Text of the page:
College Football

Scoreboard | Standings | Polls |   Blogs: Cavs | Hokies | Mids | Terps

First Down

Network News

X Profile
View More Activity
Saturday, November 18, 2006

First Down

Good Buy?

A seller on eBay sold what he claims is former Virginia Tech quarterback Marcus Vick's ring from the 2003 Insight Bowl. Winning bid: $826. Vick, currently a member of the Miami Dolphins, was dismissed from the school after last season following a spate of bad behavior. "I hadn't heard about that," Hokies senior linebacker Brenden Hill said. "The thing about it is, you never know. It could be somebody just saying that. I don't think he has that disdain and dislike for this program. I doubt he really did that. If someone did do that, that would be a little slap in the face to the program. But I don't think he did that."

Second Down

Goodbye

Jim Kleinpeter of the New Orleans Times-Picayune punished Oklahoma for losing to Texas Tech last Saturday by dropping the Sooners from No. 15 to No. 24 in his Associated Press poll vote. One problem: Oklahoma didn't lose. Kleinpeter's vote was taken away after the gaffe was discovered, proving that in college football, voters can be disenfranchised for a lack of knowledge. Kleinpeter asked someone in the press box while covering LSU-Alabama about the Oklahoma game and was told the Sooners had lost. Kleinpeter said he couldn't find the score the next day, so he relied on the word of mouth.

Third Down

Good Night

More than 100 years after it introduced college football to electricity, Mansfield University turned the lights out. The Division II team finished 0-10 this season and cut its football program, but it leaves a unique legacy. Mansfield hosted the first outdoor night football game in 1892. That game, however, was a harbinger for things to come for Mansfield. Then called Mansfield State Normal School, it played a scoreless tie against Wyoming Seminary in Mansfield, Pa. One hundred four years later, the Mountaineers finished 2-29 over the last three seasons.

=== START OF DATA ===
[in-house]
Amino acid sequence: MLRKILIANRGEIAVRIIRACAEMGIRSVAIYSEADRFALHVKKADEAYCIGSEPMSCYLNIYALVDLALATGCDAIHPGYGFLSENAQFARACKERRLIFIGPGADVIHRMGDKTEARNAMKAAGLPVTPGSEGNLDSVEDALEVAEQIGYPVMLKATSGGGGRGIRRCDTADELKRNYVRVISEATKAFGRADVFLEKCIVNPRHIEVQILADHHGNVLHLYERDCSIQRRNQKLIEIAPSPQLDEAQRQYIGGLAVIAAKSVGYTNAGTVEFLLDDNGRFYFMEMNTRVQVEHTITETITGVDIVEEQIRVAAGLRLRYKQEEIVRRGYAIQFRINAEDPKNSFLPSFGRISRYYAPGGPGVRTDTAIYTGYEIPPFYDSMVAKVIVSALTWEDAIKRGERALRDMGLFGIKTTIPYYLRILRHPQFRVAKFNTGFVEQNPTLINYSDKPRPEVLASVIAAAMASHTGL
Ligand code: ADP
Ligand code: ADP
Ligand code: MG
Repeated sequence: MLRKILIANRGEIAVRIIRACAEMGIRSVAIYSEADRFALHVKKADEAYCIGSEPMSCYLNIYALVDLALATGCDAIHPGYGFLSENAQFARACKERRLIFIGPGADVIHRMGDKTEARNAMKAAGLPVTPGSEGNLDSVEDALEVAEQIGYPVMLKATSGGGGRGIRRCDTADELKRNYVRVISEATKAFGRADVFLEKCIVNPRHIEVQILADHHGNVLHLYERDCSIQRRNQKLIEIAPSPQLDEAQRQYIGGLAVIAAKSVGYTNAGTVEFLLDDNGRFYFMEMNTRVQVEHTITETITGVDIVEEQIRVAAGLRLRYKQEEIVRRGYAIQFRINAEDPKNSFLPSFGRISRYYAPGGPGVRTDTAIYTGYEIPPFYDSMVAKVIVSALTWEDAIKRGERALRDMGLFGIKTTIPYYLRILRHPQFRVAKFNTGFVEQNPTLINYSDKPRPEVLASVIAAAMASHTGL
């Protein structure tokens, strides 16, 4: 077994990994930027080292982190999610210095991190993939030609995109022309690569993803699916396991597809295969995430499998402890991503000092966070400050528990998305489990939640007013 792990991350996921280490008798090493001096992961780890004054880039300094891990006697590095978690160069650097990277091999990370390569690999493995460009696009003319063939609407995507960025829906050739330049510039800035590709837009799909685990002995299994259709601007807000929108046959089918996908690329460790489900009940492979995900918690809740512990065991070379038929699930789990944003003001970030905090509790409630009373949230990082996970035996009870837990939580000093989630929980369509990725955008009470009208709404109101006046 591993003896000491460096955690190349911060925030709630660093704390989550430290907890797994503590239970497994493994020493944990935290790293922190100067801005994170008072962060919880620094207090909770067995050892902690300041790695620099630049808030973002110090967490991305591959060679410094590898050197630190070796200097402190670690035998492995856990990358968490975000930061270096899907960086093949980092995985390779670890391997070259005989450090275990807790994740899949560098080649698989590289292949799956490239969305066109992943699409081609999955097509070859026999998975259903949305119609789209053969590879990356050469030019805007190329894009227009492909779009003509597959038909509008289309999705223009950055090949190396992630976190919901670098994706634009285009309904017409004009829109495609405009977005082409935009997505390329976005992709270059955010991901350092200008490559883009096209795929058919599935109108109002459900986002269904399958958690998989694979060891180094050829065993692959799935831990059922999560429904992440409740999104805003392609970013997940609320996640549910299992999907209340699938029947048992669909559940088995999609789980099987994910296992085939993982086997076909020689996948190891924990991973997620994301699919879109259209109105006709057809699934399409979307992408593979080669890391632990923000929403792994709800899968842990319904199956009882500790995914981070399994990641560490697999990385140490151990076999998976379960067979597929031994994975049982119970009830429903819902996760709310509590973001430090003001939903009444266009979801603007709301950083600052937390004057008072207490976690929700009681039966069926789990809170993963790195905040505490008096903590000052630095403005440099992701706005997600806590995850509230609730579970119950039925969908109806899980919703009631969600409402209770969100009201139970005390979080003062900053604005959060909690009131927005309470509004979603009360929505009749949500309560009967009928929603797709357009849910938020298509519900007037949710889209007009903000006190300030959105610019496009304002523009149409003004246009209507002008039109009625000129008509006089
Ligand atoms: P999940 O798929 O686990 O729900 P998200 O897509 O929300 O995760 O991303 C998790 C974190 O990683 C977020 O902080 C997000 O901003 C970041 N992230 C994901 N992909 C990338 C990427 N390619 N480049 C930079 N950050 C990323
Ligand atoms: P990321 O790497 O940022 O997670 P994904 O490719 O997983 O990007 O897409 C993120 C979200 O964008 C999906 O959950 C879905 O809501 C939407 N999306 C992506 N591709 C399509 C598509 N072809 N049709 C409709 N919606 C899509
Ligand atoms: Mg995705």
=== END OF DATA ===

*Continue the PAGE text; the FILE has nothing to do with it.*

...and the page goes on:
Fourth Down

Goodness!

Darrell Dickey's name no longer will be on North Texas's payroll, but it will be plastered on the school's practice facility. A booster named Jim McIlvane -- known locally as "Mattress Mac" for his bedding commercials -- donated $1 million to the Mean Green on one condition: the practice facility he was funding needed to be named after Dickey, or he was giving the money to the music department. This wouldn't be much of a problem, except for the minor detail that North Texas fired Dickey last week.


More in the Sports Section

Terps

Terrapins Insider

Get the latest updates on Maryland basketball and football.

Recruiting Insider

Recruiting Insider

Josh Barr keeps you in the loop on the local and national prep talent.

Bog

D.C. Sports Bog

Dan Steinberg gives you an inside look at all of your favorite local teams.

© 2006 The Washington Post Company

Network News

X My Profile
View More Activity